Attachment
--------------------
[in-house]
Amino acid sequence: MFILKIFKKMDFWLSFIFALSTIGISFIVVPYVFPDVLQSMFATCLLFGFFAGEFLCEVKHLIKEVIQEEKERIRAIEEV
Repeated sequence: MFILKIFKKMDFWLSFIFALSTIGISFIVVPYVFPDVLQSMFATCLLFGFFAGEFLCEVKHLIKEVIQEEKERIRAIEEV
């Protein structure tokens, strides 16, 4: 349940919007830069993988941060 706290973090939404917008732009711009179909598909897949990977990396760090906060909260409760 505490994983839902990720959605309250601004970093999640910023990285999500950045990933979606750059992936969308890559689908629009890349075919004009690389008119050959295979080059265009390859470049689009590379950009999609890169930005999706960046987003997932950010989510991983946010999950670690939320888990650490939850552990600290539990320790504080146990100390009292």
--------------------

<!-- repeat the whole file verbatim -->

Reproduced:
[in-house]
Amino acid sequence: MFILKIFKKMDFWLSFIFALSTIGISFIVVPYVFPDVLQSMFATCLLFGFFAGEFLCEVKHLIKEVIQEEKERIRAIEEV
Repeated sequence: MFILKIFKKMDFWLSFIFALSTIGISFIVVPYVFPDVLQSMFATCLLFGFFAGEFLCEVKHLIKEVIQEEKERIRAIEEV
């Protein structure tokens, strides 16, 4: 349940919007830069993988941060 706290973090939404917008732009711009179909598909897949990977990396760090906060909260409760 505490994983839902990720959605309250601004970093999640910023990285999500950045990933979606750059992936969308890559689908629009890349075919004009690389008119050959295979080059265009390859470049689009590379950009999609890169930005999706960046987003997932950010989510991983946010999950670690939320888990650490939850552990600290539990320790504080146990100390009292």